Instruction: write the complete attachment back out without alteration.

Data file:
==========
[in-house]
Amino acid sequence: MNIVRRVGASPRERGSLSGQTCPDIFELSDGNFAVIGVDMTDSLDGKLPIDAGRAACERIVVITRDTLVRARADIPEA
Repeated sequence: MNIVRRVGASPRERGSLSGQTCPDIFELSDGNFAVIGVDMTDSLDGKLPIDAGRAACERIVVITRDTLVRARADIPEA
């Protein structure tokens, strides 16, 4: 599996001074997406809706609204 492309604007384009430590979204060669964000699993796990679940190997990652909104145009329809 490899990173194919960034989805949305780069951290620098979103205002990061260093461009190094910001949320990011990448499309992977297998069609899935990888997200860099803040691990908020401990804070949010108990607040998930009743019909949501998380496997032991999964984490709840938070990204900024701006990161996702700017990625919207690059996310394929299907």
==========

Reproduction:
[in-house]
Amino acid sequence: MNIVRRVGASPRERGSLSGQTCPDIFELSDGNFAVIGVDMTDSLDGKLPIDAGRAACERIVVITRDTLVRARADIPEA
Repeated sequence: MNIVRRVGASPRERGSLSGQTCPDIFELSDGNFAVIGVDMTDSLDGKLPIDAGRAACERIVVITRDTLVRARADIPEA
């Protein structure tokens, strides 16, 4: 599996001074997406809706609204 492309604007384009430590979204060669964000699993796990679940190997990652909104145009329809 490899990173194919960034989805949305780069951290620098979103205002990061260093461009190094910001949320990011990448499309992977297998069609899935990888997200860099803040691990908020401990804070949010108990607040998930009743019909949501998380496997032991999964984490709840938070990204900024701006990161996702700017990625919207690059996310394929299907």